What Doesn’t Kill You Makes You Stranger

If the Joker from The Dark Knight was right in assessing that “whatever doesn’t kill you simply makes you stranger,” then there must be a lot of things that haven’t yet killed Carl Wassa Lübeck. I don’t say this as a joke (for the most part), as this Swedish artist’s work tends to gravitate towards tragedy, chaos and that violently dark side of humanity that few are willing to casually talk about—even the artist himself. When approached for an interview for this story and his involvement in the upcoming Preview Berlin Art Fair, his stance was clear: “I’m tired of explaining my art. It kills the magic in what I do. I am an artist and love creating and exploring art. Honestly, I hate interviews and questions about my art. If you want to make your own vision of myself as an artist and my latest series, The Phases of Rammstein, [then] explore my art and bring my message to your readers in your own way.” Fair enough; our artist wishes to remain a phantom and let the work speak for itself—or let other people speak for it.

I don’t blame him. Explaining his art really does kill the magic in what he does. To a question regarding how he once started out as an artist, his modest reply was: “I never really started out as an artist; I was born as an artist. A native talent cannot be bought or taught; it can be sanded and developed like a diamond.” The much-anticipated Preview Berlin Art Fair is roughly a month away and we have already spotted this diamond personality shining in the distance.

Muses Come In Different Phases

Every artist has a muse. Dalí had Gala, Warhol had Edie Sedwick and Picasso Marie-Therese (well, among others). Lübeck, simiarly, has Till Lindeman, Richard Z. Kruspe, Paul H. Landers, Oliver “Ollie” Riedel, Christoph “Doom” Schneider, and Christian “Flake” Lorenz—otherwise known as Rammstein. For almost a year now, he has based his artistic output on a project titled The Phases of Rammstein, which is the artist’s visual interpretation of Rammstein’s music. Listen to this track by the German industrial metal band as you look at the following drawings to get a feel for the synchronicity attempted by Lübeck. The song is Reise, Reise and it is a personal favorite of our phantom artist who, according to some critics, “Challenges the viewer to think deeply about our world and about ourselves.”

from "The Phases of Rammstein" series by C.W. Lübeck. Image courtesy of the artist.

Rammstein is known for its dark, tragic and often “edgy” lyrics. Reise, Reise, for example, is a song inspired by what is considered the deadliest single-aircraft crash in history. Much like Rammstein’s music, Lübeck’s drawings bring about visages of horror: detailed drawings of flesh ripping, twisting and dripping from the body to the point of surreal disfiguration.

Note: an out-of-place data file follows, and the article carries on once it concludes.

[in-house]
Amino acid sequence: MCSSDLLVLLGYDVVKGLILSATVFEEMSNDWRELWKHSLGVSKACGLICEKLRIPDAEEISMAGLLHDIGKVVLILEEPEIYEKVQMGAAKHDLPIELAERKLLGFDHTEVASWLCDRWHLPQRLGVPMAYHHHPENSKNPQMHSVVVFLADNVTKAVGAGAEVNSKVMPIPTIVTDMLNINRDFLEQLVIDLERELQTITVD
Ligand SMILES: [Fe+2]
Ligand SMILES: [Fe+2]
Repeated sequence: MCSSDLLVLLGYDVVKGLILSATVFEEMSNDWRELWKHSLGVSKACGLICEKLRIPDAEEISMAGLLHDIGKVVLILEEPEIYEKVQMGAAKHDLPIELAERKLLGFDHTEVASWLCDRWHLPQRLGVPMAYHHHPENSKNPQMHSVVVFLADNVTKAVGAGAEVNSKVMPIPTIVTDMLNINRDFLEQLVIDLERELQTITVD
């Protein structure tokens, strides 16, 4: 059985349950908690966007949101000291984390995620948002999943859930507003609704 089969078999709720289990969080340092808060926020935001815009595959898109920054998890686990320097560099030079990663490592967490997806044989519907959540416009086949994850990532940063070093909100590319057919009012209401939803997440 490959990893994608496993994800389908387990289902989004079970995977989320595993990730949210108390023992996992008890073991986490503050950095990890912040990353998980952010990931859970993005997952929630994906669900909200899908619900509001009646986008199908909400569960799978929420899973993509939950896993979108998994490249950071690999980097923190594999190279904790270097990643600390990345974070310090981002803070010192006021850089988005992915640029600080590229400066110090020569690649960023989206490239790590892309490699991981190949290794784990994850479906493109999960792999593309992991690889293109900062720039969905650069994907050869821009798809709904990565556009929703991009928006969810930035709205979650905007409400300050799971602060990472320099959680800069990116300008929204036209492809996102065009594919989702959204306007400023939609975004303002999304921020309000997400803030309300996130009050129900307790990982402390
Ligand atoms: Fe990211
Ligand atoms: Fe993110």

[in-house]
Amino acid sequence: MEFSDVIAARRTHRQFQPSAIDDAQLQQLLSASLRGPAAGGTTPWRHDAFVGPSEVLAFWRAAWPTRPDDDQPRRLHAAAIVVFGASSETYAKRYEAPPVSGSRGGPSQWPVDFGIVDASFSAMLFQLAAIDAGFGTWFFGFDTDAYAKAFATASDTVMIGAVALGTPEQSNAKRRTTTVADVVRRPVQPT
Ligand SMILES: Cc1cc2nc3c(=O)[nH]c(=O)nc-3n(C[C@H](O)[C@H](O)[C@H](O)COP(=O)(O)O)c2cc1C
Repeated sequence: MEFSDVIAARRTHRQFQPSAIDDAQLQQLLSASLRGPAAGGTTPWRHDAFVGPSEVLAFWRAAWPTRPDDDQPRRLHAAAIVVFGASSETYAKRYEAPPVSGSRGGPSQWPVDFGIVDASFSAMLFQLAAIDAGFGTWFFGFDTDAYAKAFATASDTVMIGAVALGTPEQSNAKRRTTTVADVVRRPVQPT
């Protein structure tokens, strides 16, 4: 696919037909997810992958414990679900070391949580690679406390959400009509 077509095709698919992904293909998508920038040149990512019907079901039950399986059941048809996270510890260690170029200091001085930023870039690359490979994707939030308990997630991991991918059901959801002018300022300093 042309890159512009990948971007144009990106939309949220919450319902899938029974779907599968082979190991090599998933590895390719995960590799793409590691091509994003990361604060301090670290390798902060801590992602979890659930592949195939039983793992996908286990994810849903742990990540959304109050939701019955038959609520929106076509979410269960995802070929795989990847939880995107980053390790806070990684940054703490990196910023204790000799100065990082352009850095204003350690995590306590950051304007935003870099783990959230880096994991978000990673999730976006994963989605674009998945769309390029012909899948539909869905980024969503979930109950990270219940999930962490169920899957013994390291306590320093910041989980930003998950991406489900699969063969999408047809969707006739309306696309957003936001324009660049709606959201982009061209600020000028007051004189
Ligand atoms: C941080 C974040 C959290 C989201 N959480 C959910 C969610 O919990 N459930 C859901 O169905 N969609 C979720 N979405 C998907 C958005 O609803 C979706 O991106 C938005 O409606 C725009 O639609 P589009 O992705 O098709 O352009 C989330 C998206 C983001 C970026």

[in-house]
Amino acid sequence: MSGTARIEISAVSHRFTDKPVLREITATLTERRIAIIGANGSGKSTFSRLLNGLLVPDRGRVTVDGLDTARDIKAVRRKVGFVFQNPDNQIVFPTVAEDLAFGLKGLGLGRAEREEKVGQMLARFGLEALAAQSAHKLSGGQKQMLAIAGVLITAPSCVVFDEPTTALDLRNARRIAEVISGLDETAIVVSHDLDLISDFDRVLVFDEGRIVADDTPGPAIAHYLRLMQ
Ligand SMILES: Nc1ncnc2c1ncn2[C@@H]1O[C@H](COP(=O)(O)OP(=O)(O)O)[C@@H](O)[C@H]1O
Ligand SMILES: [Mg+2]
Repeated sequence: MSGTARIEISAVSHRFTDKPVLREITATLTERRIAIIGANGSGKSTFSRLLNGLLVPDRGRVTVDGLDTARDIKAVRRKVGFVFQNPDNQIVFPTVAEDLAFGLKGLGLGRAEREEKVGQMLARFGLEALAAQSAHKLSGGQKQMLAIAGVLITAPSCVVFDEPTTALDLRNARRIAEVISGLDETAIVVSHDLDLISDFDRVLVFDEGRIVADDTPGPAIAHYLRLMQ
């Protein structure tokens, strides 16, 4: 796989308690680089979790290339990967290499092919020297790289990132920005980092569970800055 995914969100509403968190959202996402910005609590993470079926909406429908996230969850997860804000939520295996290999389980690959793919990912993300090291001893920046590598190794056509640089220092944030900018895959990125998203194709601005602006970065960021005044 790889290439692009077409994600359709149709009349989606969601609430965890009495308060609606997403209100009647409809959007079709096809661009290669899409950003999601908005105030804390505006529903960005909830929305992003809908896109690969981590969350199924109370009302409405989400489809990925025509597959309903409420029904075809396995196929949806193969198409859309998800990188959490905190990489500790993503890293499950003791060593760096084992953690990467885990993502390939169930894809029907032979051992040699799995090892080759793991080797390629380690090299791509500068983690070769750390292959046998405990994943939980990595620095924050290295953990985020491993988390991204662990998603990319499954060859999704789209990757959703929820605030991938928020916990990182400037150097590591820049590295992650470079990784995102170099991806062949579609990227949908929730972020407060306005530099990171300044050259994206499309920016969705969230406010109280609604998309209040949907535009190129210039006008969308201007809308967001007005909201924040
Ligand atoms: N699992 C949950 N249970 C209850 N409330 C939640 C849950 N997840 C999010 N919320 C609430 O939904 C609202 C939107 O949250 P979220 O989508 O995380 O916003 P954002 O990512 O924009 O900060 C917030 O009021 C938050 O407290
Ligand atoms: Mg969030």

From "The Phases of Rammstein" series by C.W. Lübeck. Image courtesy of the artist.

Perhaps the closest glimpse that we get to a sense of meaning or intent is given by the sources of C.W. Lübeck’s inspiration (mentioned in one of his past interviews): “Hidden truth, human dangerousness, loneliness, madness, vapidity, brainwashing, anarchy in the world of politics, greed of multinational companies, generations’ superficiality, general selfishness, multinational stupidity and national idiotism, war, disappearance of individuality and self-analysis.”

From "The Phases of Rammstein" series by C.W. Lübeck. Image courtesy of the artist.

The identity of our phantom now becomes clearer: he is drawn to the twisted and vulgar aberrations in our human condition (or are these truths that, out of vanity, we like to often repress?). Lübeck, on the contrary, decompresses them, pulls them around by the nose and, as if with a piece of malleable clay, molds out a caricature of the human body. Based on his inspirations, his work appears to be less self-portraiture and more of a collective portrait of the world as he sees it. If we are willing to take C. W. Lübeck seriously, then these are images full of condemnation, holding up a mirror to the contemporary world. How far this vision is from truth, as always, is up for interpretation and open to conversation. But, as Lübeck, I won’t ‘kill the magic’ of his work by further explaining it either.

Is Preview Berlin Art Fair ready for this madness? Artparasites will definitely be on the lookout for this phantom when he arrives. Will he be ready to answer my questions then? I won’t hold my breath.

Carl Wassa Lübeck [Price range of works: 3,000 – 6,000 Euros]

Article by Jovanny Varela-Ferreyra